How do you experience being honored?

Last Updated on October 5, 2010 by Estrella

Tonight a very special ESL client honored me with flowers and dinner.  It wasn’t for her increase in English fluency or our conversations around cultural transition.  It was for listening.
Like many immigrants who left friends and family behind and start a new life in the U.S., (more specifically, Seattle) she experienced a period of isolation.  She misses the meaningful gatherings with friends back home.  This would be true for many people who move from one state to another.  Imagine adding to that the necessity to use a foreign language in your daily life.  As a tourist it could be fun.  But when it’s what you have to do in order to be understood on a daily basis, the feeling can be discouraging.
The dinner was to express her appreciation for the support I provided the last few months.  She said in so many words how much my listening meant to her.  My immediate response was “No appreciation is necessary.”  Then I stopped and rephrased, “I should receive that.  Thank you.  And you are welcome.”
I realized that I followed a socially trained response when others express their heartfelt gratitude.  In some cultures, that’s viewed as humility.  But is it true humility?  How does the giver feel?
I think my immediate response was like turning away a tangible gift.  How would I feel if I want someone to know how much I appreciate what she’s done for me, and my gift was refused?
In some cultures that may even be a polite and expected response.  In some situations, especially when the gift is heartfelt, I now see that a more appropriate response is to be open to receiving the appreciation.  The interaction feels deeper and more satisfying when that kind of honesty can be practiced.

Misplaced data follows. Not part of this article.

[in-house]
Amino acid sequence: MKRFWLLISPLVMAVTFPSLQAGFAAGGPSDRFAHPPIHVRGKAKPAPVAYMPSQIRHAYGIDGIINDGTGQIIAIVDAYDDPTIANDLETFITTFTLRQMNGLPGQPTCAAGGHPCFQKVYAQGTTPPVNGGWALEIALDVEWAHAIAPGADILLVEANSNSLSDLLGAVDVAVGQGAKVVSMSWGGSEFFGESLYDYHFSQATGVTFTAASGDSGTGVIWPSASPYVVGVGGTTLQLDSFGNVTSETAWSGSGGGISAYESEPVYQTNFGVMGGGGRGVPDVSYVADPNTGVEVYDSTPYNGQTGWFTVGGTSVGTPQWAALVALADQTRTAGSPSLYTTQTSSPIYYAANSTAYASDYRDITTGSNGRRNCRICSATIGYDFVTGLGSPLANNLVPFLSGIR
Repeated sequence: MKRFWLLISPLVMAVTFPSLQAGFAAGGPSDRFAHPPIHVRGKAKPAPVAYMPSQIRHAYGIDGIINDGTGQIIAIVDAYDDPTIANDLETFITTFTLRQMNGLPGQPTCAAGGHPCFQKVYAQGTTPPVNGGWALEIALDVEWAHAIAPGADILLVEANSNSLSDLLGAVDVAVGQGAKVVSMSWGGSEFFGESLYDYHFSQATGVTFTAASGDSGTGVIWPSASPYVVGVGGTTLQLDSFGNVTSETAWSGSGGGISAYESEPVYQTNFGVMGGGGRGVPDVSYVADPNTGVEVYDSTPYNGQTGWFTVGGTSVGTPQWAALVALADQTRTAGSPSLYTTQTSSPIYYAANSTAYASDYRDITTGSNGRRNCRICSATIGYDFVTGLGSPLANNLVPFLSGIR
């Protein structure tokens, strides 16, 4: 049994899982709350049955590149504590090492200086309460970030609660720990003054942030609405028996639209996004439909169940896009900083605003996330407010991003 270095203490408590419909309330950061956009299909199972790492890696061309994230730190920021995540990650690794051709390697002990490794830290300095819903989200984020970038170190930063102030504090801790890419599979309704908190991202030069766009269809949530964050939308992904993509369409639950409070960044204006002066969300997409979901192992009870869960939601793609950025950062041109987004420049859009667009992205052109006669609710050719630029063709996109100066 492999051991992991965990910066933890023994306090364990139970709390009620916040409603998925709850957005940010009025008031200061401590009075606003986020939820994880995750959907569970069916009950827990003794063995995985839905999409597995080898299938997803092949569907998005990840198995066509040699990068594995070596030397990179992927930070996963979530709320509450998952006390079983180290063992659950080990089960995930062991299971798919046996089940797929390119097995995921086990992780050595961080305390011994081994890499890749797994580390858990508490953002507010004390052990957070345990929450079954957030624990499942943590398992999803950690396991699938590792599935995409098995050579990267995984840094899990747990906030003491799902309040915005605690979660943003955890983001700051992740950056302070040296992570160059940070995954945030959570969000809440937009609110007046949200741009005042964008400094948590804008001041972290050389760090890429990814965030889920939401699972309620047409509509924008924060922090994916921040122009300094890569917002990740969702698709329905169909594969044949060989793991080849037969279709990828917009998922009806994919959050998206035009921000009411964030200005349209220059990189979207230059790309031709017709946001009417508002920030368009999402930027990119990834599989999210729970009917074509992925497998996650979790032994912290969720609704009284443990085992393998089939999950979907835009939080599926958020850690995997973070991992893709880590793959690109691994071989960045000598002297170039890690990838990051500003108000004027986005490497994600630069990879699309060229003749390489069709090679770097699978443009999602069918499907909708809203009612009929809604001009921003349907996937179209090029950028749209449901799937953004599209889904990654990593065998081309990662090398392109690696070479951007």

Many of us (from different cultures) learned to refuse praise as a sign of being humble.  In some cases, that actually brings on additional compliments.  (What a good strategy!)  When we refuse the praise when it’s deserved, it invalidates the person giving the gift.  And it feels like pushing away their intention to express how they feel toward you.
Tonight was a very special evening.  Not only did I get to spend time talking with a woman who’s done substantial inner work and the fulfilling conversations that spring from her insights, I learned from watching my own response that I have grown in receiving, which is equally as important as giving.  I caught myself immediately.  Only a few months ago, when a client credited me with her doubling her salary, I pushed away the praise and said, “I could have said the same thing to 100 people, but you did something about it.”
I remember the look on her face was not satisfaction.  She wished I could have received her words.  I realize now that a more meaningful response to her was probably “Thank you for sharing the credit with me.  That means a lot to me.”

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